Improving the lot of growers and workers in distant and often complex supply chains is something campaigners have been urging action on for decades.

Farmers involved in sourcing commodities such as coffee, cocoa and bananas for the major supermarkets are often at the frontline of the climate crisis and have to contend with poor working conditions, coupled with low pay and non-existent worker rights.

Meanwhile the grower businesses they work for will, in many cases, be at the mercy of global commodity prices, coupled with inconsistent and often unfair contractual relationships with buyers – who themselves often get caught out by the lack of oversight they have within these supply chains and the horror stories that sometimes emanate from them.

It’s for these reasons businesses have been expelled by NGOs such as the Ethical Trading Initiative in the past, and why groups like Banana Link campaign for retail price hikes and improved worker conditions.

But any collaborative efforts to improve standards between major supermarkets and groups such as the Fairtrade Foundation have – until now – been hampered by concerns around the contravention of antitrust laws.

After the Competition & Markets Authority published what Fairtrade described as “game-changing” draft guidance last November, however, could we be about to see improvements?

That’s certainly what the NGO thinks, with the FT reporting today that Fairtrade was in talks with “several” British supermarkets over plans to combine forces to buy ethically sourced bananas, coffee and cocoa from farmers in developing countries via industry-first “buying coalitions”.

Sainsbury’s pays a banana premium

A pilot scheme dubbed the Shared Impact Initiative is apparently already underway, which could see more ethically sourced product on shelves within months.

This would build on more informal collaboration projects, with nine major supermarkets committing to a living wage for banana workers in their international supply chains in March last year. Sainsbury’s got ahead of the others in meeting its commitment three years early, and now pays for the fruit plus a premium that is invested into worker wages.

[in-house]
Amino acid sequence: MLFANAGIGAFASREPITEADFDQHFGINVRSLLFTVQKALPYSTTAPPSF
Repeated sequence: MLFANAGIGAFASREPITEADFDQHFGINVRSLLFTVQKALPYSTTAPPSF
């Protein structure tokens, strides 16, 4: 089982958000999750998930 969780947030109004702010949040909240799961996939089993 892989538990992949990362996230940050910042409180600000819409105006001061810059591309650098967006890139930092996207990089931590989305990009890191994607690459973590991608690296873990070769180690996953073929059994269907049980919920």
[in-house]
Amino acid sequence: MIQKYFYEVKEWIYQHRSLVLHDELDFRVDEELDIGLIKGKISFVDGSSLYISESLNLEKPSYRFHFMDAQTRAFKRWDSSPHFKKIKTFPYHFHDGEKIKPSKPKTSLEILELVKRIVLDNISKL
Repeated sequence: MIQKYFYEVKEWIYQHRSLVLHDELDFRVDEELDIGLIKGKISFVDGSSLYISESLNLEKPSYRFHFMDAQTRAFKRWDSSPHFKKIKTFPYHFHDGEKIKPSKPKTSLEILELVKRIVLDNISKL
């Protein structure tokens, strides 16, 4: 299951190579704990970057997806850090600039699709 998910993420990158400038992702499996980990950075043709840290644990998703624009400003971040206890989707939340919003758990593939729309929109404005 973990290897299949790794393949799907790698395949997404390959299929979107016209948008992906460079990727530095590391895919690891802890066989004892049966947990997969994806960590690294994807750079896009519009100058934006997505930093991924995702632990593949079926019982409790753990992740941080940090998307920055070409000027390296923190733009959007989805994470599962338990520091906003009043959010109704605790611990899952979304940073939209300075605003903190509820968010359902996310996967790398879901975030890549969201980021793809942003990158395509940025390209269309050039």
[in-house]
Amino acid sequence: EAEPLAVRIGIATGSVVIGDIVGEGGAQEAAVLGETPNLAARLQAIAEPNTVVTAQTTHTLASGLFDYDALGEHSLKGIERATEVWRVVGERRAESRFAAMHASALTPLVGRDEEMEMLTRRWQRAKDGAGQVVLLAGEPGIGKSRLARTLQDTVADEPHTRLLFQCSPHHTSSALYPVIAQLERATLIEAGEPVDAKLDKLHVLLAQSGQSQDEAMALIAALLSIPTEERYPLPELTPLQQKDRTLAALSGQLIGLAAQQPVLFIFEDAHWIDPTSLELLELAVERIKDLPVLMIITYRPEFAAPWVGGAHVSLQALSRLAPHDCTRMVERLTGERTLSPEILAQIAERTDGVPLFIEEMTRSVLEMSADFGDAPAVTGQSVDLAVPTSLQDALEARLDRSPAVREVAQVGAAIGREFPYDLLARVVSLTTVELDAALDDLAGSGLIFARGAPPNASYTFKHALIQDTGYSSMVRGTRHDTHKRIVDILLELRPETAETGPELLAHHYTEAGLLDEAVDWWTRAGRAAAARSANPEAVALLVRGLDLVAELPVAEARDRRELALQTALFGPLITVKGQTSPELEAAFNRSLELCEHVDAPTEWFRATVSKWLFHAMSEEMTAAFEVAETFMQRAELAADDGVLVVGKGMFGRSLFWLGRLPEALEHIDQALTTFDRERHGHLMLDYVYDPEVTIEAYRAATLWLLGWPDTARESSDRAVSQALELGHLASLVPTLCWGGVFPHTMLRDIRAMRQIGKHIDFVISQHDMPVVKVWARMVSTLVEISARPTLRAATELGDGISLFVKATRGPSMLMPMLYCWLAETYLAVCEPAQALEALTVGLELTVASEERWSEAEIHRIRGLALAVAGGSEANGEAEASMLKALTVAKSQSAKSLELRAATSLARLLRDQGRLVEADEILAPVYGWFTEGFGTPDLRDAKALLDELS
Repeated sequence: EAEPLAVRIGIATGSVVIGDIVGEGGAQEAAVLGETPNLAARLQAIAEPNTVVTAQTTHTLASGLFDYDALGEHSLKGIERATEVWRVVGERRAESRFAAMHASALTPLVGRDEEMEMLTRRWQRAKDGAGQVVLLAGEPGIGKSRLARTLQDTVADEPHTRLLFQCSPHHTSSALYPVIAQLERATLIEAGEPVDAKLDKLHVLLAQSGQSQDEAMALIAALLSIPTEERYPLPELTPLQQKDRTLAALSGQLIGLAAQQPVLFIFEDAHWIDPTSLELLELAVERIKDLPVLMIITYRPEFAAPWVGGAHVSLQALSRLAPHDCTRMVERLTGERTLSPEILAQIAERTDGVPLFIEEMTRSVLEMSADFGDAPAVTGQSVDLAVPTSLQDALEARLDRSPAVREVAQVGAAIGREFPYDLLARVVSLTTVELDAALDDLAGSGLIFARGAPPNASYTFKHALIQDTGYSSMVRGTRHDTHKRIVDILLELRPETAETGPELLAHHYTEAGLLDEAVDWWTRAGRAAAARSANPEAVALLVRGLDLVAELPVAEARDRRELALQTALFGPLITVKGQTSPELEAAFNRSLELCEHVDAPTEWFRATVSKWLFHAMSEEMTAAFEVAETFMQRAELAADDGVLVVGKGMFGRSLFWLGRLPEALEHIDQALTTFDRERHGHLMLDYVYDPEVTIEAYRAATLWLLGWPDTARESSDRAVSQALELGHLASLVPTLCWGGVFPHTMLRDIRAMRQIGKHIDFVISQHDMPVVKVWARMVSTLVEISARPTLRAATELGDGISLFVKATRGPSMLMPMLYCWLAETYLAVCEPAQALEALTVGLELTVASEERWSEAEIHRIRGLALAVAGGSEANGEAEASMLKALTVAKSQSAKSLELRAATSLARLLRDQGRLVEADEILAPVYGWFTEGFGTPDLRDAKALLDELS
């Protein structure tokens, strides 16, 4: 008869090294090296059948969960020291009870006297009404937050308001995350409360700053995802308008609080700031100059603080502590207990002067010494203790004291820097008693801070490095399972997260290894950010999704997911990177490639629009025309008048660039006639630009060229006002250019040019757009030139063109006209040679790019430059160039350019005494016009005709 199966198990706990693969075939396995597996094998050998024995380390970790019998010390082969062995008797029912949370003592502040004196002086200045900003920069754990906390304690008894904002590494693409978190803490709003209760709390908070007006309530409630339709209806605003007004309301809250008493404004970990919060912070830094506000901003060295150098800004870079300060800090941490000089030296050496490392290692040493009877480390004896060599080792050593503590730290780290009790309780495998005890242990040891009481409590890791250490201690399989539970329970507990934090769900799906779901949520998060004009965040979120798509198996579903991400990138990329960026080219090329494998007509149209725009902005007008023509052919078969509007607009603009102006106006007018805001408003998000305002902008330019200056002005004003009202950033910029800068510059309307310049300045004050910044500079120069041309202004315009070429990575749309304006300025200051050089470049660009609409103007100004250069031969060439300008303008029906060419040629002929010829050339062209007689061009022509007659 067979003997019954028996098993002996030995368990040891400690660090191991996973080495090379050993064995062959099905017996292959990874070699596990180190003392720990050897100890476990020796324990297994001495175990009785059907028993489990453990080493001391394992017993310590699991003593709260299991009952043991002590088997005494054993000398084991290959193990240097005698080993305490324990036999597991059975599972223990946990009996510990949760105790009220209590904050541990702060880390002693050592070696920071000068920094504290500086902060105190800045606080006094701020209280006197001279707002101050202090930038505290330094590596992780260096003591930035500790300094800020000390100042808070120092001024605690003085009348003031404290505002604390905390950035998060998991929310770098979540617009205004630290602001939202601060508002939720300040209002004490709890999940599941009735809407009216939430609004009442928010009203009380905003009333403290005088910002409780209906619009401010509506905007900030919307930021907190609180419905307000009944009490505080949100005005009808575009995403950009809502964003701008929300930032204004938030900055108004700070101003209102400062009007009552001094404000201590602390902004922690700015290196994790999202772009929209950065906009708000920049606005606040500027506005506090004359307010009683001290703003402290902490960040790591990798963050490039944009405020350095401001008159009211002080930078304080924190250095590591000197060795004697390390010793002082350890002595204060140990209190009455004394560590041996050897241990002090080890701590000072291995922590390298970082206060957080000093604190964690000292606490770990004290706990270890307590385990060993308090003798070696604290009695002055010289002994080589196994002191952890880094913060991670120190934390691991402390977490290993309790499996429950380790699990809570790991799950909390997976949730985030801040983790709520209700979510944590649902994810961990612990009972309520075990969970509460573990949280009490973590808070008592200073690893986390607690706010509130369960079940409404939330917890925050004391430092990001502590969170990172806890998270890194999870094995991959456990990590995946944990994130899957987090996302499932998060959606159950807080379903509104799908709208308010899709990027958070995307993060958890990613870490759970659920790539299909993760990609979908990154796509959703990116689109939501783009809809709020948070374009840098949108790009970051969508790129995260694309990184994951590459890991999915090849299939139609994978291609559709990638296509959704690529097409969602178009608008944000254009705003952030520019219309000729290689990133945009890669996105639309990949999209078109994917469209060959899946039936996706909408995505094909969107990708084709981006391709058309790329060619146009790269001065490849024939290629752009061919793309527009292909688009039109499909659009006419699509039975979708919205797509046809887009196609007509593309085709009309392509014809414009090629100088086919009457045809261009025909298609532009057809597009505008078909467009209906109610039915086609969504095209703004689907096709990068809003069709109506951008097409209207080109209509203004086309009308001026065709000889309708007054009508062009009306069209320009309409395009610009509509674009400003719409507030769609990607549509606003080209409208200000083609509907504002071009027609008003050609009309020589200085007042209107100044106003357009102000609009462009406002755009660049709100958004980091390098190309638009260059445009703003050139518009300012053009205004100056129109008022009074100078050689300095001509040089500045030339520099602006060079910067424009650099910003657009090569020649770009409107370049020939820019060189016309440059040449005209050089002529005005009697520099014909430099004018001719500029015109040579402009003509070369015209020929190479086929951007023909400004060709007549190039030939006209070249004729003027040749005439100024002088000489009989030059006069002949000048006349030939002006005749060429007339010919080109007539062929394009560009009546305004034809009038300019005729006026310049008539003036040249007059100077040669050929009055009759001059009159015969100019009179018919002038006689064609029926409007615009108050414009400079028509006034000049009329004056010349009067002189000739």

However, there are hopes this new coalition could make even bigger improvements to transparency across supply chains and give farmers more security through longer contracts, the FT reported.

“Farmers are increasingly at the sharp end of the climate crisis, while struggling to make ends meet on chronically low incomes, almost negligible negotiating power, frequent changes to sourcing agreements for small proportions of their product, and the relentless pressure to prioritise quick, short-term gains over long-term sustainability,” Fairtrade associate director for responsible business Anna Mann told The Grocer.

“Shared Impact will mean longer-term sourcing commitments, closer relationships with businesses as a collective, and greater opportunities to sell more of their produce on Fairtrade terms,” she added.

“This is expected, in turn, to lead to better incomes, more Fairtrade Premium funds and Minimum Price protection, a greater share of power in supply chains, and more resources to invest in a greener, resilient, more sustainable future.”

The Co-op is reported to already be heavily involved with the project via a cocoa pilot, with coffee and bananas to follow.

The FT reported Sainsbury’s and Tesco were also in talks about the scheme, though it reported one supermarket still feared falling foul of the CMA if it worked with competitors, so it had been engaging only “tentatively” with the scheme to date.

A game-changing move in banana supply?

Ultimately, the project can only be a good thing if it improves conditions on faraway farms, and the move has broadly been welcomed by the industry with Alistair Smith, founder of Banana Link, telling The Grocer it could be a “major step forward”.

However, the devil is in the detail and further clarification is needed to see what this would look like in reality, he argued.

Smith told The Grocer how useful it would be hinged on the initiative being linked to “collectively bargained living wages and fair incomes for all the producers and workers involved through long-term commitments” as well as trade union involvement.

All eyes will now be on the take-up around the scheme and its delivery, but, delivered in the right way, this move could well be the “game-changer” Fairtrade hopes it will be.

Clarity is needed to be able to fully understand the impact of this latest step forward for the sector. Regardless, it is a step forward and a united front can only be a good thing.

As Mann added: “Improving sustainability in food supply chains demands credible and collaborative solutions – no one business and no one producer can change the dial on a resilient food system on their own.”

Without legal concerns hanging over their heads, retailers can finally bring about real change – something long overdue.